Embrace new-school work culture

Synergie Canada Inc. (Boisbriand, Que.)

105 employees | 50,000 annual imports/exports

For many businesses with deep roots, the old ways of doing things can have a stranglehold on corporate culture. Not so with Synergie, a logistics and international transport company that covers 187 countries. Five or so years ago, president Marc-André Guindon and VP Sebastien Suicco decided to see if a new, fun-centered approach could help distinguish the business from its competitors. Besides installing arcade games in the office and instituting a casual-dress policy, they started letting employees self-schedule and reduced the number of days they were expected to work in-office. In the past four years, sales have tripled, the headcount has more than doubled, and the company has fixed a nagging employee retention issue, which in turn increased the average seniority of its staff and improved customer experience. “We learned that creating a fun and enjoyable work environment is a necessity, not a luxury,” says Guindon.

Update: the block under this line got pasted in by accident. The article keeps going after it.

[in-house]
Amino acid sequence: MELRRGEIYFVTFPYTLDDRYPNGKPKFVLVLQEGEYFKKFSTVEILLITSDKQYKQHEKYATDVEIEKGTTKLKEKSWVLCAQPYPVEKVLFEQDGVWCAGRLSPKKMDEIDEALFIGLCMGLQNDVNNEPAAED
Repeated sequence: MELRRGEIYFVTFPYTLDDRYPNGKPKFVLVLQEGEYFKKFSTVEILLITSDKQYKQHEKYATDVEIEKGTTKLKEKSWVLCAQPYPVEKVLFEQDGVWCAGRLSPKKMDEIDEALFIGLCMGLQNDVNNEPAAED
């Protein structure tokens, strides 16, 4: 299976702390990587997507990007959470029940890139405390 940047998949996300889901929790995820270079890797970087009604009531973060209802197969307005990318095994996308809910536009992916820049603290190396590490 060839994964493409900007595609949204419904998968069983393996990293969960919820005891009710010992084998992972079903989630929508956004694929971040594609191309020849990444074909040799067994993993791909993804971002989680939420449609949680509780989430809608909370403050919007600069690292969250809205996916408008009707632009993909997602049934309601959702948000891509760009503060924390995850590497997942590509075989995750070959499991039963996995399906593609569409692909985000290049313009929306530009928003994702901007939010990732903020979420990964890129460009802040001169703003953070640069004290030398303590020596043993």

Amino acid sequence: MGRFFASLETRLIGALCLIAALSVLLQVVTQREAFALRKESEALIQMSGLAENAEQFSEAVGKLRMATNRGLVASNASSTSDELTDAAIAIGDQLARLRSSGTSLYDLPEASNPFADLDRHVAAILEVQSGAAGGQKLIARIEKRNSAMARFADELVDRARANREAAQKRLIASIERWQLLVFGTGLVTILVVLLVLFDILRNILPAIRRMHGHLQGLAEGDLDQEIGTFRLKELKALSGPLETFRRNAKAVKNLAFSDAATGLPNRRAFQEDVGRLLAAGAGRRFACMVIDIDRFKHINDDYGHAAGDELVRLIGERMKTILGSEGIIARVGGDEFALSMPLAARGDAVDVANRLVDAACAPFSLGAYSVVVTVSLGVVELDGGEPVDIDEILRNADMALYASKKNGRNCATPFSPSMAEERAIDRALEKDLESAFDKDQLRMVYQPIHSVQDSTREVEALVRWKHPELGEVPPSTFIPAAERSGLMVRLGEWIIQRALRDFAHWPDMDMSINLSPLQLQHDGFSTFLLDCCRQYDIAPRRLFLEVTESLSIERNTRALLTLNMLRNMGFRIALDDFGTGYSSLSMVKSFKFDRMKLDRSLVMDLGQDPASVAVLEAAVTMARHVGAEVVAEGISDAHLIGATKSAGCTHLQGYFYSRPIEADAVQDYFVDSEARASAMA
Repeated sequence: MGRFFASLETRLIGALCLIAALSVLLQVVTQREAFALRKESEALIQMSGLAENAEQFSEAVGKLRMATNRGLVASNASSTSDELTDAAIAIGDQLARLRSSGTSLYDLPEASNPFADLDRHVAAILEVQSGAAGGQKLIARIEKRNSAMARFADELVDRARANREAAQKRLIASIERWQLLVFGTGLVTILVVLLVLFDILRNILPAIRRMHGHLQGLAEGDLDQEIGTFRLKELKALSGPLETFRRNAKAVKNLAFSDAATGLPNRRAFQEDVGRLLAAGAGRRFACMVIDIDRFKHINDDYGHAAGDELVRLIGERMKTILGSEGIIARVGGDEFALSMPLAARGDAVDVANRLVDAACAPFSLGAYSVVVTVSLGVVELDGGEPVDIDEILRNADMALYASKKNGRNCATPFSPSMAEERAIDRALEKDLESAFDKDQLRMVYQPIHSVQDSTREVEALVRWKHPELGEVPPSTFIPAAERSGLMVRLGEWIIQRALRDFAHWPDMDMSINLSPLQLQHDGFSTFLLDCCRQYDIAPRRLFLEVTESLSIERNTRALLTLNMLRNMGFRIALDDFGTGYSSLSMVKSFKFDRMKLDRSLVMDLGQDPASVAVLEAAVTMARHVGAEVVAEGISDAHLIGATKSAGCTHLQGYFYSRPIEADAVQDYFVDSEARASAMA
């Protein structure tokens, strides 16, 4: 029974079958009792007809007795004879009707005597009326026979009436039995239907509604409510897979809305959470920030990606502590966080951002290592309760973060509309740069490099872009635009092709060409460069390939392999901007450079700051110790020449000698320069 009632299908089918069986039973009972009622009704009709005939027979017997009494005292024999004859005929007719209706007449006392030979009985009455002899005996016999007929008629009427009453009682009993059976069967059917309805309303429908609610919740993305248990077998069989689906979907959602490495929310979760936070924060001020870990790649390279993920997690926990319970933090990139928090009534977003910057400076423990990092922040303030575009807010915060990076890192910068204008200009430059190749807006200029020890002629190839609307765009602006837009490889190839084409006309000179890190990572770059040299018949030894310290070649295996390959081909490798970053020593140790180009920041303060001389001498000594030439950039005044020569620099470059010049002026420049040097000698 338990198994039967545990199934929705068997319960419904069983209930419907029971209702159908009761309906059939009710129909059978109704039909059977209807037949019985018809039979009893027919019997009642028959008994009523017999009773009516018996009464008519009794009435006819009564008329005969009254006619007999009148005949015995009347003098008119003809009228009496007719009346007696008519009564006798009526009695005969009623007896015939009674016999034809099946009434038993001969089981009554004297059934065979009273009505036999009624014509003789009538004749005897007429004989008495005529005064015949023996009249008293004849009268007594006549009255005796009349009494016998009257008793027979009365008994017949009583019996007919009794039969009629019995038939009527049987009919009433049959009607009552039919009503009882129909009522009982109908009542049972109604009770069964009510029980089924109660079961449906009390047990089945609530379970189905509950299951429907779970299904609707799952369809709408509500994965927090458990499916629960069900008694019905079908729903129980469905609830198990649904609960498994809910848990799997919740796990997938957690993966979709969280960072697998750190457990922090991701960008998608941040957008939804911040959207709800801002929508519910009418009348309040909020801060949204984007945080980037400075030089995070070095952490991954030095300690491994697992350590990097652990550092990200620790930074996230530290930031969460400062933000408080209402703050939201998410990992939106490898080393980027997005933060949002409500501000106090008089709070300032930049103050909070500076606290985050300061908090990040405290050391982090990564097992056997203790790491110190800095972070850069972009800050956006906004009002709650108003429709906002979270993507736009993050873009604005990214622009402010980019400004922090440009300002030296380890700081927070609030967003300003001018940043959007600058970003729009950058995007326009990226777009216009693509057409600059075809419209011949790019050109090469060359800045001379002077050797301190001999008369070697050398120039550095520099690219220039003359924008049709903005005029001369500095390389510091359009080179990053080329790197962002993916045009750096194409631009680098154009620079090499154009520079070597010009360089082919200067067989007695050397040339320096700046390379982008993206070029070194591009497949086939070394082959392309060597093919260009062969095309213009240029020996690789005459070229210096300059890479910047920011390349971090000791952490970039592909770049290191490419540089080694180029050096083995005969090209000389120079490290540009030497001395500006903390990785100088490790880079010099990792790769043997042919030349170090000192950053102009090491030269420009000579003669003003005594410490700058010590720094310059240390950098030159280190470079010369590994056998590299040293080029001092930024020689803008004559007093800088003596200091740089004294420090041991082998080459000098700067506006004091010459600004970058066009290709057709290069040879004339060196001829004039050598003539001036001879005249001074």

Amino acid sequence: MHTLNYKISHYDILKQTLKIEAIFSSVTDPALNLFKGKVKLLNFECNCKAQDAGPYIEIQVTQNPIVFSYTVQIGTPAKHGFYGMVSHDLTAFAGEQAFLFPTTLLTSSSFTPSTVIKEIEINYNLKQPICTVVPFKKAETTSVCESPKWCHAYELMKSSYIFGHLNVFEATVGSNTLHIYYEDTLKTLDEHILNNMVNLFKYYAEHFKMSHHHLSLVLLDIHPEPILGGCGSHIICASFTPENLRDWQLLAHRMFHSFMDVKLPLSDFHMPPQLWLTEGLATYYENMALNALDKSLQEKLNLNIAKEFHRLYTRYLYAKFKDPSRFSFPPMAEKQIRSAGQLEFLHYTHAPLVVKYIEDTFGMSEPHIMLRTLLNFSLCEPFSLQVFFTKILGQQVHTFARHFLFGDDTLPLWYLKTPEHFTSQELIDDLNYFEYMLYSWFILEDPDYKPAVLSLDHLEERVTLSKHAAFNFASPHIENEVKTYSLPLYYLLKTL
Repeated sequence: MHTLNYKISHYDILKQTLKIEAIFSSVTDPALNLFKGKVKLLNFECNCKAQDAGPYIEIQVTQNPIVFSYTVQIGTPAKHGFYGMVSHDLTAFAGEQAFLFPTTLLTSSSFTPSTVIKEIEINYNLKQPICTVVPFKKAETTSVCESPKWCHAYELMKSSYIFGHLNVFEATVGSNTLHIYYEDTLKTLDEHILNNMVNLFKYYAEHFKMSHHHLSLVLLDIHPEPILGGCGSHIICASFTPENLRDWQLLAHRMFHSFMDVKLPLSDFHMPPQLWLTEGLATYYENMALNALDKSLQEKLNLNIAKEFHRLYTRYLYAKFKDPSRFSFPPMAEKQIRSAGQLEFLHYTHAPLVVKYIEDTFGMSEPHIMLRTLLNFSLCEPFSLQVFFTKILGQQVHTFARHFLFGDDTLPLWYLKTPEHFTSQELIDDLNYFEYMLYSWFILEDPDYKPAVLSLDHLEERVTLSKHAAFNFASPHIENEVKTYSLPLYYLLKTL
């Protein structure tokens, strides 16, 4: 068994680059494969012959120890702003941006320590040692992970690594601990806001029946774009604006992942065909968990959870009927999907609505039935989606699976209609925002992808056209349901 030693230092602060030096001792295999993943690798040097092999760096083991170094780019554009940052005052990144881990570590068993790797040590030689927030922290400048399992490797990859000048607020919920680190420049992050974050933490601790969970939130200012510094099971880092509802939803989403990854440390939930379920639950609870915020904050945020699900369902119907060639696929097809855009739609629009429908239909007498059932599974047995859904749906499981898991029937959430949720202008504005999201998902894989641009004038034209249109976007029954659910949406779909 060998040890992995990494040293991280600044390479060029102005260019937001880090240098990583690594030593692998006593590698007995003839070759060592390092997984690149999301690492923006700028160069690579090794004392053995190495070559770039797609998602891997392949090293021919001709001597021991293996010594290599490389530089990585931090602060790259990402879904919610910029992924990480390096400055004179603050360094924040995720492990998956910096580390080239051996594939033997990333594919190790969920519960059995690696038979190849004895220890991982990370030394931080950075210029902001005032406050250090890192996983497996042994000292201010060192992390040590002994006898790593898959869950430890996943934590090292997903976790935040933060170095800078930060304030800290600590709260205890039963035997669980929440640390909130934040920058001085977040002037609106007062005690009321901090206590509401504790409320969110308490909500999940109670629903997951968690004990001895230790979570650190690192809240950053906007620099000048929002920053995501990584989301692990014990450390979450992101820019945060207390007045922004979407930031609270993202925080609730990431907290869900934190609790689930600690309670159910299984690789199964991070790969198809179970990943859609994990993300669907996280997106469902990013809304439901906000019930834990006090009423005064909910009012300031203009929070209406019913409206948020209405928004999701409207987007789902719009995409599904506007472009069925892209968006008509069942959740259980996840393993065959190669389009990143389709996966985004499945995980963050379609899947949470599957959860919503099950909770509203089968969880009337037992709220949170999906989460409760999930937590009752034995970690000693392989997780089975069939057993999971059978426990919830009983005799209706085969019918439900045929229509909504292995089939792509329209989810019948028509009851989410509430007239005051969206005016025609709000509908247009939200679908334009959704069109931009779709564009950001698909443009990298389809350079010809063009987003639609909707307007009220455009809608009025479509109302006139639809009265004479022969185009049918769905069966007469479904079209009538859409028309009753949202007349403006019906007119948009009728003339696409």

Don’t neglect the human element

Transit (Lévis, Que.)

135 employees | 99.8% order accuracy